Canadian Job Postings Through October 2: Another Strong Week
Job postings cap off a solid September.
This post is updated as of October 5, reflecting data through October 2. We will be regularly updating this data as we track how COVID-19 impacts the global labour market.
- As of October 2, total job postings on Indeed Canada stood 16% below last year’s trend, solid improvement from the week prior.
- New job postings matched last year’s trend for a second straight week.
- The arrival of fall and an upswing in new COVID-19 cases has yet to slow the ongoing rebound in overall job postings.
- However, momentum has been noticeably weaker in pandemic-exposed sectors like food preparation and service than the rest of the economy.
Total job postings on Indeed Canada rose compared to last year’s trend, as of Friday, October 2, standing 16% below 2019 levels, up from -19% the week prior. It was the strongest week of progress since late July, reflecting both improvement in this year’s numbers as well as an easing of last year’s trend. Last week’s gain capped off a strong September, which saw the posting gap shrink 6 percentage points from early in the month.
New postings continue to show strength
Helping drive the trend in total postings was strength in new postings, which continued to run at last year’s trend for a second consecutive week. This pace remains more than sufficient to move the total postings gap, and by extension, the amount of opportunities available to Canadian job seekers, in the right direction. However, the arrival of fall and an upswing in new COVID-19 cases leave us waiting to see if recent momentum can be maintained.
Gaps closing across the country
While recent increases in COVID-19 cases have been most notable in Quebec and Ontario, these surges have yet to dent their job posting recoveries. Gains compared to last year were seen across the country between September 11th and October 2nd, with Canada’s largest two provinces no exception. P.E.I. saw its posting gap sharply turn sharply, reflecting a drop-off in its 2019 trend. Saskatchewan also stands out with postings fairly close to normal.
Momentum weaker in pandemic-exposed sectors
Most sectors have seen job postings improve compared to last year in recent weeks. Among the exceptions though, are areas of the economy especially hard-hit by the pandemic, that were already lagging the broader recovery. Since mid-September, the gap in postings compared to last year’s trend was flat in food preparation and service, while it widened in sports (which includes fitness instructors), as well as hospitality and tourism. Aviation, the sector furthest from last year’s trend, also deteriorated.
At the same time, these pockets of weakness aren’t the norm. In fact, progress in September has brought postings back to near last year’s trend across an increasing number of sectors. Nursing, as well as loading and stocking, closed their posting gaps a few weeks ago, and they’re starting to be joined by others, like customer service, and production and manufacturing, which are also getting back to normal.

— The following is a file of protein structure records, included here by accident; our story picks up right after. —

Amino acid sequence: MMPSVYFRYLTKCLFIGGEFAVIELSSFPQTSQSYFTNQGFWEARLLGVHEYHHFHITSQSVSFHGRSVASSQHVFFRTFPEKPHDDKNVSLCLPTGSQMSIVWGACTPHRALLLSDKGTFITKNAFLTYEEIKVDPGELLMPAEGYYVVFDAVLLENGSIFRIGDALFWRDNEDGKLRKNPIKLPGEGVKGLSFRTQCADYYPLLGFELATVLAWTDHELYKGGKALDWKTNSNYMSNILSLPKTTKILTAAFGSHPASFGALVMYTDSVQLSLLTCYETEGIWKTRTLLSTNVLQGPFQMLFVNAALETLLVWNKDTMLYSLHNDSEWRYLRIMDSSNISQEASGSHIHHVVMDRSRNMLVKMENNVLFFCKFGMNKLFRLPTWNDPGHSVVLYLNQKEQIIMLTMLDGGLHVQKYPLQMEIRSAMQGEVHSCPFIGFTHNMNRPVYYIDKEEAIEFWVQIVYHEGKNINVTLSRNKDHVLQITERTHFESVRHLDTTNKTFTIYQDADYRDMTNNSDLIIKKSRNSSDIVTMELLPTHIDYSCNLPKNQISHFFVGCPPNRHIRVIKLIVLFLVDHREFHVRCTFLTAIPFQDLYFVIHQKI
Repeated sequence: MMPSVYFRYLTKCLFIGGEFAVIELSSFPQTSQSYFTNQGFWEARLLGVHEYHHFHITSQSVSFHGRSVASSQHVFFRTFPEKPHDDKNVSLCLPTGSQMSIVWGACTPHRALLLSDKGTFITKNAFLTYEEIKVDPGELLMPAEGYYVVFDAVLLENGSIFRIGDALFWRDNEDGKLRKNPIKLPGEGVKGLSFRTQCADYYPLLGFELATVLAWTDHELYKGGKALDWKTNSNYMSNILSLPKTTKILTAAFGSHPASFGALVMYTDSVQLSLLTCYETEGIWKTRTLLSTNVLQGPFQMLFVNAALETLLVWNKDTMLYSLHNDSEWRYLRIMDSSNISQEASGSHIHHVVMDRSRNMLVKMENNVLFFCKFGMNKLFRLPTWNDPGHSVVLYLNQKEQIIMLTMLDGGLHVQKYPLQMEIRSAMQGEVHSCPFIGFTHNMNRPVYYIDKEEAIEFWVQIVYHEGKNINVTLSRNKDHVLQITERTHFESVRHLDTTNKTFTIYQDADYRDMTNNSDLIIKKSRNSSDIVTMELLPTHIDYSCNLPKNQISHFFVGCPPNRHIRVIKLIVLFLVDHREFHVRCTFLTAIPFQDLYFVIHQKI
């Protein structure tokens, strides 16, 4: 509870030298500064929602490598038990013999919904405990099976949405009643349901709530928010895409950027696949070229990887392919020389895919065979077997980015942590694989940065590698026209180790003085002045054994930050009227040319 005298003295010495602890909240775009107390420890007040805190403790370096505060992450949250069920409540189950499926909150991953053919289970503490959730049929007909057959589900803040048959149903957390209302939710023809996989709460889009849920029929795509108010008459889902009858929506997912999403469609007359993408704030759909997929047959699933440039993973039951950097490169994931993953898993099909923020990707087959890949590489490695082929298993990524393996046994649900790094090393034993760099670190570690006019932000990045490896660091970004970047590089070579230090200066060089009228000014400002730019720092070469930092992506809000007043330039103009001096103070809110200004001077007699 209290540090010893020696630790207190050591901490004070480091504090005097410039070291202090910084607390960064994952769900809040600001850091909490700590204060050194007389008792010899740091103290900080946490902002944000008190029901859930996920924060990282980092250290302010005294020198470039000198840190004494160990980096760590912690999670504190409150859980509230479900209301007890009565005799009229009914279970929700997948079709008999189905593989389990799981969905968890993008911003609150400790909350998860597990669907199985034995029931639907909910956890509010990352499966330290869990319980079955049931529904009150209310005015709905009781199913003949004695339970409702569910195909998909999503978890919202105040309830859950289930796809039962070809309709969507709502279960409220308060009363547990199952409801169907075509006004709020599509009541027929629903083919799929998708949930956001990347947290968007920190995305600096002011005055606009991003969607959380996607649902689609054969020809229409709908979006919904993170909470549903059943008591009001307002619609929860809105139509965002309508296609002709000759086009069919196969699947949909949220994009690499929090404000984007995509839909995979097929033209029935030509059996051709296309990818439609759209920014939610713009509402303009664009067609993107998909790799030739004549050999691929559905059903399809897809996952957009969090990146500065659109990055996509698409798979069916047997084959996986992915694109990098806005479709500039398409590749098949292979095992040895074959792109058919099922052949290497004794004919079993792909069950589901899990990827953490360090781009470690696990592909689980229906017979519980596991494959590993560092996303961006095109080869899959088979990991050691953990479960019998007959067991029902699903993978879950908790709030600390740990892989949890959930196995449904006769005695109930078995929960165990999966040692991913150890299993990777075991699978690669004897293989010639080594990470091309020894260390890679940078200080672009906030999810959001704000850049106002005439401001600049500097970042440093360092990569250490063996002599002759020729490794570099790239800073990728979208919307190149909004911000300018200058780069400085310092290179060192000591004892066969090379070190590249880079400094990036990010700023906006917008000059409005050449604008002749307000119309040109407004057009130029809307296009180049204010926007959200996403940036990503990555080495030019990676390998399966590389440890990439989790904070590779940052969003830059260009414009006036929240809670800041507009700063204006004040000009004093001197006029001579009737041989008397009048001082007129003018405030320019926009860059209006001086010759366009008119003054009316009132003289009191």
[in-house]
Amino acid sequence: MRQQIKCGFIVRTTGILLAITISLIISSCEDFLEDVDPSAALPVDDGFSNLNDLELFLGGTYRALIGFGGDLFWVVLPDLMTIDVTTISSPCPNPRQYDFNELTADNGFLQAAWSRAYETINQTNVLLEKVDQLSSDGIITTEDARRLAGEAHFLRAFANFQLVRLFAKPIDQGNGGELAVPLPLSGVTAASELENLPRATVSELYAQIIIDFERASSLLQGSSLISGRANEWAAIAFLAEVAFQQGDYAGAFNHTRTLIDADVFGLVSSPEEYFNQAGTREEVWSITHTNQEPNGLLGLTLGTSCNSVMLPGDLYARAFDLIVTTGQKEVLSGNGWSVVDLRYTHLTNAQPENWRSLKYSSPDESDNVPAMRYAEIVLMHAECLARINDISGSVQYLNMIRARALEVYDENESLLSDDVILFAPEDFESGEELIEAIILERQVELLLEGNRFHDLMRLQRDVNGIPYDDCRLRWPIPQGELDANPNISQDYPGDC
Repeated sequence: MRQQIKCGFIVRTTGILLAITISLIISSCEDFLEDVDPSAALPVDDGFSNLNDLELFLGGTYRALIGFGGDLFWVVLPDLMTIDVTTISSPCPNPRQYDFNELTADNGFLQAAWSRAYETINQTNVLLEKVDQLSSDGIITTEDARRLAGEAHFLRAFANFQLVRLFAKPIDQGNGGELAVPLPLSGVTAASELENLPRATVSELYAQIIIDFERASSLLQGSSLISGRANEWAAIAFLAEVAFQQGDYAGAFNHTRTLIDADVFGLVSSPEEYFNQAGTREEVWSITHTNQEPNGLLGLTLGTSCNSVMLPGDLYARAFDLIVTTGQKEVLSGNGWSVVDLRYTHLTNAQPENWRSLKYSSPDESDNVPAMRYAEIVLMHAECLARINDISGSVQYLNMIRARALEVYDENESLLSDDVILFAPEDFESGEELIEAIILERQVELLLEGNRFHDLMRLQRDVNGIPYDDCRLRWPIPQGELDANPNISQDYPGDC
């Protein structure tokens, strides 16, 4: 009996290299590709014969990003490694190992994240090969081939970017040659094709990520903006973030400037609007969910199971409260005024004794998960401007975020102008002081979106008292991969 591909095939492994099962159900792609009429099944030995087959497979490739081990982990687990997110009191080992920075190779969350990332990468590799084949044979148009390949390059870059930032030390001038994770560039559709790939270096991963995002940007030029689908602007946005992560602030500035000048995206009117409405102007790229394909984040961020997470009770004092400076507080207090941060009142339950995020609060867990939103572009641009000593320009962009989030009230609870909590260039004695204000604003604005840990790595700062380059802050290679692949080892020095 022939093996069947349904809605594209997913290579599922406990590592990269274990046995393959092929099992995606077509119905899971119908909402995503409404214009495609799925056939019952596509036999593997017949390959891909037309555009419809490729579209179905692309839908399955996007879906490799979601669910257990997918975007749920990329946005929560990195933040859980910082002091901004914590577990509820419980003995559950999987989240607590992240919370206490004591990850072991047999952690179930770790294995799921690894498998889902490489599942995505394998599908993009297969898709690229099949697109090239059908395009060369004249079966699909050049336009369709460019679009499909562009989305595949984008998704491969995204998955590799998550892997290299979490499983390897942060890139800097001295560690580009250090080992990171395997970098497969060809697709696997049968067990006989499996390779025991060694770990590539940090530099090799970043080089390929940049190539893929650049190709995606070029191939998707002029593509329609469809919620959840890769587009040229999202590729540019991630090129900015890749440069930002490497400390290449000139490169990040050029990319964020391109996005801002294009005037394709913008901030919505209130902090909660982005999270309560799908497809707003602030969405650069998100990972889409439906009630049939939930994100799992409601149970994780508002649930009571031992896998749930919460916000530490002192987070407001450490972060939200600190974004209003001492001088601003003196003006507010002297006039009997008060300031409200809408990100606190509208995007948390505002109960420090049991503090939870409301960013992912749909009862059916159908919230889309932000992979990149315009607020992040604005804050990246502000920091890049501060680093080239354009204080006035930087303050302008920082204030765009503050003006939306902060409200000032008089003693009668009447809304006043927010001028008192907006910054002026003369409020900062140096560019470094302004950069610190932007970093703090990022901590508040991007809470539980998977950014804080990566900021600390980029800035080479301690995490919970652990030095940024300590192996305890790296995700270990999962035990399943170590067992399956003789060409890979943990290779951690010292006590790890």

Lastly a range of sectors are following the economy-wide trend, showing improvement since mid-September, though postings still have a way to go to reach last year’s trend. Included in this group are installation and maintenance, administrative assistance, retail, and banking and finance.
The public health situation and its economic spillovers continue to change on a daily basis. We’ll be regularly updating this data as conditions evolve.
To measure the trends in job postings, we calculated the 7-day moving average of the number of job postings on Indeed Canada. We index each day’s 7-day moving average to the start of February (Feb 1, 2020 = 100 for 2020 data, and so on).
We report how the trend in job postings this year differs from last year, in order to focus on the recent changes in labor market conditions due to COVID-19. For example: if job postings increased 30% from February 1, 2019, to April 10, 2019, but only 20% from February 1, 2020, to April 10, 2020, then the index would have risen from 100 to 130 in 2019 and 100 to 120 in 2020. The year-to-date trend in job postings would therefore be down 7.7% on April 10 (120 is 7.7% below 130) in 2020 relative to 2019.
For new postings, we calculate a similar metric but the underlying measure is the number of postings that have been on Indeed for seven days or less.
Information based on publicly available information on the Indeed Canada website (and other countries named in the post), limited to Canada, is not a projection of future events, and includes both paid and unpaid job solicitations.
Brendon Bernard is an Economist at the Indeed Hiring Lab, focusing on the Canadian labour market. His research interests include analyzing how detailed trends in the job market fit in with broader developments in the Canadian economy. Brendon was previously an economist with Department of Finance Canada, where he focused on analyzing Canadian financial sector policy and the U.S. economy. He holds a Master’s in Economics from the Vancouver School of Economics at University of British Columbia, as well as a Bachelor of Arts (Honours) from Queen’s University.